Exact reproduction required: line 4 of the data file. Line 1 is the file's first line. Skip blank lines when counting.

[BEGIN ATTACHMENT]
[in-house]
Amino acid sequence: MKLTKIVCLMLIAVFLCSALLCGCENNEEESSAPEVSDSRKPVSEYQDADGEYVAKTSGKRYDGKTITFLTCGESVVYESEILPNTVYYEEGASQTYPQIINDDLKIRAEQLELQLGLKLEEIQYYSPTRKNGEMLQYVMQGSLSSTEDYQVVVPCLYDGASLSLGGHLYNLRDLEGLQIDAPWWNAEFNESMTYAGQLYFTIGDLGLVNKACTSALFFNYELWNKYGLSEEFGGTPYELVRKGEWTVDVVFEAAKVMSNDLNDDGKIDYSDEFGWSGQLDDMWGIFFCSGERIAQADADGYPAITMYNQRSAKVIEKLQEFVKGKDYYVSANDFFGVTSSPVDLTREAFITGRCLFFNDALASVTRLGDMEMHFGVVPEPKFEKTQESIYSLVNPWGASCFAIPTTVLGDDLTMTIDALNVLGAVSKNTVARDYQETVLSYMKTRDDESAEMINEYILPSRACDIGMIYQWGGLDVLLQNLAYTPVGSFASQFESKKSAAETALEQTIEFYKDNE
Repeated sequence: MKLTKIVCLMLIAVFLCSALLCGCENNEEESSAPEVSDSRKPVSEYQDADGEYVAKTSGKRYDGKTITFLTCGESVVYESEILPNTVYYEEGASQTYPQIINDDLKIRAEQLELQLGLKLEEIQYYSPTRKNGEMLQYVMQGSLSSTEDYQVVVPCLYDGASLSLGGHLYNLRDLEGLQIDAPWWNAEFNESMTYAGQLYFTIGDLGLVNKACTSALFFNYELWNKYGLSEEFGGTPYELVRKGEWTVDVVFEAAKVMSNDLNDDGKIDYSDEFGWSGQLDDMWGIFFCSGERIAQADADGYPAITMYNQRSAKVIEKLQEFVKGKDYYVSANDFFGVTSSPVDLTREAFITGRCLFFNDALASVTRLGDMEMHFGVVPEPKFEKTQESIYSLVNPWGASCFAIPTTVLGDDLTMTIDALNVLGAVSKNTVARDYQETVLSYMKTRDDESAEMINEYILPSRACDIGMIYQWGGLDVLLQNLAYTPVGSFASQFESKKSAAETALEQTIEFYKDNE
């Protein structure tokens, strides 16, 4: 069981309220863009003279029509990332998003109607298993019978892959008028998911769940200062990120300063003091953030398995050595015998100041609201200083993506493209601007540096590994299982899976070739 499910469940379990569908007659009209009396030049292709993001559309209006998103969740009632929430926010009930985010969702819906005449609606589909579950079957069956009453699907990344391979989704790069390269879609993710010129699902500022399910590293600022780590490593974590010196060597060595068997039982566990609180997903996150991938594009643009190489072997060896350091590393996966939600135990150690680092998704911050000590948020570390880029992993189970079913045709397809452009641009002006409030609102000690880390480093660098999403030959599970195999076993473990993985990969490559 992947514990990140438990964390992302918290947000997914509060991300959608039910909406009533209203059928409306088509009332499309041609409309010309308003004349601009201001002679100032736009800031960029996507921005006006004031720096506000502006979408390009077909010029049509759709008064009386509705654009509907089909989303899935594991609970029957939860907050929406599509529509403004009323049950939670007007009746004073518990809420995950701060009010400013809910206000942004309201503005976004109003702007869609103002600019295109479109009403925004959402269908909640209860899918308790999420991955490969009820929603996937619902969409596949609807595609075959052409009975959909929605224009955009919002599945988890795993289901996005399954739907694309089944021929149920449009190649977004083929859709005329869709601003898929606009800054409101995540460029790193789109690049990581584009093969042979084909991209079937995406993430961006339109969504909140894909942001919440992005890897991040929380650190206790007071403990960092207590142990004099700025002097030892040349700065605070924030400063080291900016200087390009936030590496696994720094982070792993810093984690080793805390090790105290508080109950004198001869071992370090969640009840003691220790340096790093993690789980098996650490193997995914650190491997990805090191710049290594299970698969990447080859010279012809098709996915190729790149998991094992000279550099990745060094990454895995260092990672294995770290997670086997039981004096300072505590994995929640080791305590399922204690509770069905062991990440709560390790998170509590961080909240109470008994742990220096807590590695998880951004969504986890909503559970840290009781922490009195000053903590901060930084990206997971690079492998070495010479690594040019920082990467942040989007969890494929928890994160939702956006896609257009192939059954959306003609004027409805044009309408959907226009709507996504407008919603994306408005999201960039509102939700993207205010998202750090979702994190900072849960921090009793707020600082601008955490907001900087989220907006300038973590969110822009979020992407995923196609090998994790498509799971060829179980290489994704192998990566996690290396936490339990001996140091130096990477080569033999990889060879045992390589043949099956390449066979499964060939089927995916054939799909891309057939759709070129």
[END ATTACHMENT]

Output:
């Protein structure tokens, strides 16, 4: 069981309220863009003279029509990332998003109607298993019978892959008028998911769940200062990120300063003091953030398995050595015998100041609201200083993506493209601007540096590994299982899976070739 499910469940379990569908007659009209009396030049292709993001559309209006998103969740009632929430926010009930985010969702819906005449609606589909579950079957069956009453699907990344391979989704790069390269879609993710010129699902500022399910590293600022780590490593974590010196060597060595068997039982566990609180997903996150991938594009643009190489072997060896350091590393996966939600135990150690680092998704911050000590948020570390880029992993189970079913045709397809452009641009002006409030609102000690880390480093660098999403030959599970195999076993473990993985990969490559 992947514990990140438990964390992302918290947000997914509060991300959608039910909406009533209203059928409306088509009332499309041609409309010309308003004349601009201001002679100032736009800031960029996507921005006006004031720096506000502006979408390009077909010029049509759709008064009386509705654009509907089909989303899935594991609970029957939860907050929406599509529509403004009323049950939670007007009746004073518990809420995950701060009010400013809910206000942004309201503005976004109003702007869609103002600019295109479109009403925004959402269908909640209860899918308790999420991955490969009820929603996937619902969409596949609807595609075959052409009975959909929605224009955009919002599945988890795993289901996005399954739907694309089944021929149920449009190649977004083929859709005329869709601003898929606009800054409101995540460029790193789109690049990581584009093969042979084909991209079937995406993430961006339109969504909140894909942001919440992005890897991040929380650190206790007071403990960092207590142990004099700025002097030892040349700065605070924030400063080291900016200087390009936030590496696994720094982070792993810093984690080793805390090790105290508080109950004198001869071992370090969640009840003691220790340096790093993690789980098996650490193997995914650190491997990805090191710049290594299970698969990447080859010279012809098709996915190729790149998991094992000279550099990745060094990454895995260092990672294995770290997670086997039981004096300072505590994995929640080791305590399922204690509770069905062991990440709560390790998170509590961080909240109470008994742990220096807590590695998880951004969504986890909503559970840290009781922490009195000053903590901060930084990206997971690079492998070495010479690594040019920082990467942040989007969890494929928890994160939702956006896609257009192939059954959306003609004027409805044009309408959907226009709507996504407008919603994306408005999201960039509102939700993207205010998202750090979702994190900072849960921090009793707020600082601008955490907001900087989220907006300038973590969110822009979020992407995923196609090998994790498509799971060829179980290489994704192998990566996690290396936490339990001996140091130096990477080569033999990889060879045992390589043949099956390449066979499964060939089927995916054939799909891309057939759709070129």